Attorney General Eric Holder is calling for major changes to the nation’s criminal justice system.
US Attorney General Eric Holder plans to announce sweeping changes to federal drug enforcement and Justice Department sentencing policies while speaking before the American Bar Association’s House of Delegates in San Francisco on Monday.
According to excerpts of his prepared remarks released by the Justice Department, Holder is expected to say:
I have mandated a modification of the Justice Department’s charging policies so that certain low-level, nonviolent drug offenders who have no ties to large-scale organizations, gangs, or cartels, will no longer be charged with offenses that impose draconian mandatory minimum sentences.
Widespread incarceration at the federal, state and local levels is both ineffective and unsustainable. It imposes a significant economic burden, totaling $80 billion in 2010 alone.
By targeting the most serious offenses, prosecuting the most dangerous criminals, directing assistance to crime hot spots, and pursuing new ways to promote public safety, deterrence, efficiency and fairness, we can become both smarter and tougher on crime.
One of the goals Holder has for this new mandate is to move away from mandatory minimum sentences that are a product of the government’s war on drugs from the 1980’s. The mandatory minimum sentence model of justice limits the “discretion of judges to impose shorter prison sentences.”
According to the Associated Press:
Under the altered policy, the attorney general said defendants will instead be charged with offenses for which accompanying sentences “are better suited to their individual conduct, rather than excessive prison terms more appropriate for violent criminals or drug kingpins.”
Holder said mandatory minimum sentences “breed disrespect for the system. When applied indiscriminately, they do not serve public safety. They have had a disabling effect on communities. And they are ultimately counterproductive.”
Aggressive enforcement of federal criminal laws is necessary, but “we cannot simply prosecute or incarcerate our way to becoming a safer nation,” Holder said. “Today, a vicious cycle of poverty, criminality and incarceration traps too many Americans and weakens too many communities. However, many aspects of our criminal justice system may actually exacerbate this problem, rather than alleviate it.”
“We need to ensure that incarceration is used to punish, deter and rehabilitate — not merely to convict, warehouse and forget,” said the attorney general.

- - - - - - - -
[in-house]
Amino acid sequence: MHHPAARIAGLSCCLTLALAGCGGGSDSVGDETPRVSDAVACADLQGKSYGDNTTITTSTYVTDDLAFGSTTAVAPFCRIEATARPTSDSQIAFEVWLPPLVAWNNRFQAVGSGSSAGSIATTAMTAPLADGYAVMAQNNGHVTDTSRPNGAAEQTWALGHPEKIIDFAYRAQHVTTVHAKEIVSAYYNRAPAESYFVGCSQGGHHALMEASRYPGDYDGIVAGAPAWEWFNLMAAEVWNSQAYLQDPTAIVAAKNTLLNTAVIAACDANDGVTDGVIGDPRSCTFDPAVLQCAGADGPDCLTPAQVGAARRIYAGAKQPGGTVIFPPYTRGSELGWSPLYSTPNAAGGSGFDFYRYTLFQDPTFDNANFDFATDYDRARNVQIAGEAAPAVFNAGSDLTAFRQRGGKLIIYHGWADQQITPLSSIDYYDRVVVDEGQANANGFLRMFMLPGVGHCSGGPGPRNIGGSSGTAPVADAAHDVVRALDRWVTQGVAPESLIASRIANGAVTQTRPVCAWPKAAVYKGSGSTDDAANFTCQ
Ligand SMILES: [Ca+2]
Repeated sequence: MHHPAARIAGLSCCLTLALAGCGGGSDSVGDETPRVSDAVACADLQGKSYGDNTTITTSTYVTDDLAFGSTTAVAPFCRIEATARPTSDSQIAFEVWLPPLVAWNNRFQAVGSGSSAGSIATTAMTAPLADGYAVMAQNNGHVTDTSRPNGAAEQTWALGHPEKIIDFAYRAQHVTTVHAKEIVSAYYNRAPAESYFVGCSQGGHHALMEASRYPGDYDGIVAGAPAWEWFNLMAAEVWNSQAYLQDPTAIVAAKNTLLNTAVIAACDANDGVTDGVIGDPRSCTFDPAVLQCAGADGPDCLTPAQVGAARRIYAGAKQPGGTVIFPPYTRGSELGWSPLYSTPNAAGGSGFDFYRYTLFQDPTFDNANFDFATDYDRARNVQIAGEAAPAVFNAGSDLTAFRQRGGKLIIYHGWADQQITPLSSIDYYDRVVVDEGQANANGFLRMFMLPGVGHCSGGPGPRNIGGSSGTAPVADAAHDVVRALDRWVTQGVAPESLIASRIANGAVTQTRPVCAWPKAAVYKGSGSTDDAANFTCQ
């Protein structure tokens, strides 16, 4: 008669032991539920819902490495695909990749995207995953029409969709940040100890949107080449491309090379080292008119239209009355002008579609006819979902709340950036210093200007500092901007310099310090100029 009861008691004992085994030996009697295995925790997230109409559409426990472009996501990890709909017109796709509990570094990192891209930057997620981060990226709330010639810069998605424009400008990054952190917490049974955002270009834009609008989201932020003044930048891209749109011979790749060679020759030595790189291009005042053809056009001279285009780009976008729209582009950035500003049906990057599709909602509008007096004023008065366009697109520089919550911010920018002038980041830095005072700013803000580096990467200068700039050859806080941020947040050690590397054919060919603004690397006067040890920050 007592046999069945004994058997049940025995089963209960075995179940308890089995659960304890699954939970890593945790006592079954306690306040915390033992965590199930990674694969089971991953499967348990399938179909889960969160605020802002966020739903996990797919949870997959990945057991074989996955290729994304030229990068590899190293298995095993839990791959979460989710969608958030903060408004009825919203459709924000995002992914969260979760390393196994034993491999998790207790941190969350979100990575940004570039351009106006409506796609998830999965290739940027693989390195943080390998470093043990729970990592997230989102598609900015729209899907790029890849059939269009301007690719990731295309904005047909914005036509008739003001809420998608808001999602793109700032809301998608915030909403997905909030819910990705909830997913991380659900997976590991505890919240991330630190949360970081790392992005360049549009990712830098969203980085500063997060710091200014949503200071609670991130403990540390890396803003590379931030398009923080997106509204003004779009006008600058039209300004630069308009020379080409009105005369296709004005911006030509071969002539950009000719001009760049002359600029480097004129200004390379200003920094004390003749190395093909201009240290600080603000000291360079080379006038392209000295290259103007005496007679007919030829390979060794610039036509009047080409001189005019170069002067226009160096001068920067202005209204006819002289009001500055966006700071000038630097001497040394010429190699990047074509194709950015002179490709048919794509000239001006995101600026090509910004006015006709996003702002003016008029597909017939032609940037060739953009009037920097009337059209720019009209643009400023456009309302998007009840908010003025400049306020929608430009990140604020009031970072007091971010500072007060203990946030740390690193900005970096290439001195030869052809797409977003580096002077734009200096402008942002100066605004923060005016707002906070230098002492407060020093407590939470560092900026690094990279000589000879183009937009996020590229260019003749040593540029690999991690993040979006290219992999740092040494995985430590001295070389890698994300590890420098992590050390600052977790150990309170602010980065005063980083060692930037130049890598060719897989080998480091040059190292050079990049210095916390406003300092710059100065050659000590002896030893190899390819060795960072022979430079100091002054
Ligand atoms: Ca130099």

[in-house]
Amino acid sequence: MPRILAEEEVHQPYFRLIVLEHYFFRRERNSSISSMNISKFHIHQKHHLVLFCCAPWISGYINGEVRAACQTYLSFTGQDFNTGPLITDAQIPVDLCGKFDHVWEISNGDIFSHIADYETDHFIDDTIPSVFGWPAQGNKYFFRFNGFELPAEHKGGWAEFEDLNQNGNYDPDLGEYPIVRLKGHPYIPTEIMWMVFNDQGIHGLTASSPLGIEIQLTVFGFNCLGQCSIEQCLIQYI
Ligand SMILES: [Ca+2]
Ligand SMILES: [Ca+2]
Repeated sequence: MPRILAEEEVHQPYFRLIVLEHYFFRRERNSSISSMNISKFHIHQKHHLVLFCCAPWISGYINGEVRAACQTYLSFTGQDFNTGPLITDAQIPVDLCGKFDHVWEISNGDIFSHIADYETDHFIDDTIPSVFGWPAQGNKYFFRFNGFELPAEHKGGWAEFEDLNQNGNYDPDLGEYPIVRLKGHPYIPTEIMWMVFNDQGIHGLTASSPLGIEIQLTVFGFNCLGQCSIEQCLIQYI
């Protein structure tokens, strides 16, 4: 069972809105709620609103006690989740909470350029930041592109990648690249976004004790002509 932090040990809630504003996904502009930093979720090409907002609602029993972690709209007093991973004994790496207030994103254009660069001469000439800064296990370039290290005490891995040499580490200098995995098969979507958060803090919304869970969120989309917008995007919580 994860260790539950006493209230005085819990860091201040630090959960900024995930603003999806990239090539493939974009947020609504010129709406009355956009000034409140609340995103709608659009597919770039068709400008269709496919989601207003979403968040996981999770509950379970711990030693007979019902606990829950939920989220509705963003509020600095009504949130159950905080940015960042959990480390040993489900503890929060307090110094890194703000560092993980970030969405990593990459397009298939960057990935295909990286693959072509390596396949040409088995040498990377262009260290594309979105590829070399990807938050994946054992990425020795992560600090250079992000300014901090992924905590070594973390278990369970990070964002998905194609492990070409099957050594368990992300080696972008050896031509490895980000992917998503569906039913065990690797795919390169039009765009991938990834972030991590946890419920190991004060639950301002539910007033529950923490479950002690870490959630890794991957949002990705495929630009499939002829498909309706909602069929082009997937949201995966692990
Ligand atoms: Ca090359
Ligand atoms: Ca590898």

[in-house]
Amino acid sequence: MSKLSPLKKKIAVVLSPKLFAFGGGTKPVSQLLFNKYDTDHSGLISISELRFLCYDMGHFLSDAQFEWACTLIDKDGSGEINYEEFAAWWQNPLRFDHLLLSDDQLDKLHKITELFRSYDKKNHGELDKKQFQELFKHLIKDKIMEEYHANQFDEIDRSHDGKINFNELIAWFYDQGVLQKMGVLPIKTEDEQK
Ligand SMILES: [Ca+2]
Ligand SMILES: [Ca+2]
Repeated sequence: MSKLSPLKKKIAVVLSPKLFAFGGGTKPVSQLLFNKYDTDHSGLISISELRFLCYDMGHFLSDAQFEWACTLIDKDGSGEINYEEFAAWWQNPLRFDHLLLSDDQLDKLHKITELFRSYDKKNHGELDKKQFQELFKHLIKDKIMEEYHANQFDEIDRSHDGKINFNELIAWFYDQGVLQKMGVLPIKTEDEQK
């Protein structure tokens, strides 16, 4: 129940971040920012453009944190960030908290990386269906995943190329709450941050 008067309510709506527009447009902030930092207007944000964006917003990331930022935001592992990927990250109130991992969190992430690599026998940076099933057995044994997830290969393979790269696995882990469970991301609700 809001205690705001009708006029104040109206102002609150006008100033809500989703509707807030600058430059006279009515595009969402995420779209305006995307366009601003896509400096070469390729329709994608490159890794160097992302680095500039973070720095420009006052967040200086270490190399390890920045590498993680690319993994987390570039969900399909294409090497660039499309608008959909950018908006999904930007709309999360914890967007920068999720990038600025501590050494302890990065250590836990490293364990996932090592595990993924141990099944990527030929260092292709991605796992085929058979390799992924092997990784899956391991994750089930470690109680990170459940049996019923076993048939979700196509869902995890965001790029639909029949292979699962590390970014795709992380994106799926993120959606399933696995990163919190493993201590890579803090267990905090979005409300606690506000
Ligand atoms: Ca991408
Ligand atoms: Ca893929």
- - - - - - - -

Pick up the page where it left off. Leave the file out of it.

According to the attorney general, 17 states have already taken the initiative and have “directed money away from prison construction and toward programs and services such as treatment and supervision that are designed to reduce the problem of repeat offenders.” Holder also praised both state and local law enforcement officials for “already instituting” many of the types of changes that he believes much also be made at a federal level. He also asserts that “some issues are best handled at the state or local level,” and he has directed federal prosecutors across the US to “develop locally tailored guidelines for determining when federal charges should be filed, and when they should not.”
Kentucky has already passes legislation that reserves prison beds for the “most serious offenders,” and refocuses their resources on “community supervision.” According to Holder, Kentucky is “projected to reduce its prison population by more than 3,000 over the next 10 years, saving more than $400 million.” He also pointed out that:
[I]nvestments in drug treatment in Texas for non-violent offenders and changes to parole policies … brought about a reduction in the prison population of more than 5,000 inmates last year. [S]imilar efforts helped Arkansas reduce its prison population by more than 1,400.
He also pointed to Georgia, North Carolina, Ohio, Pennsylvania and Hawaii as states that have improved public safety while preserving limited resources.
Holder also said that the attorney general’s office and the Justice Department are working on “expanding a policy for considering compassionate release for inmates facing extraordinary or compelling circumstances, and who pose no threat to the public.” He said, “the expansion will include elderly inmates who did not commit violent crimes and who have served significant portions of their sentences.”
Photo: AP File/Carolyn Kaster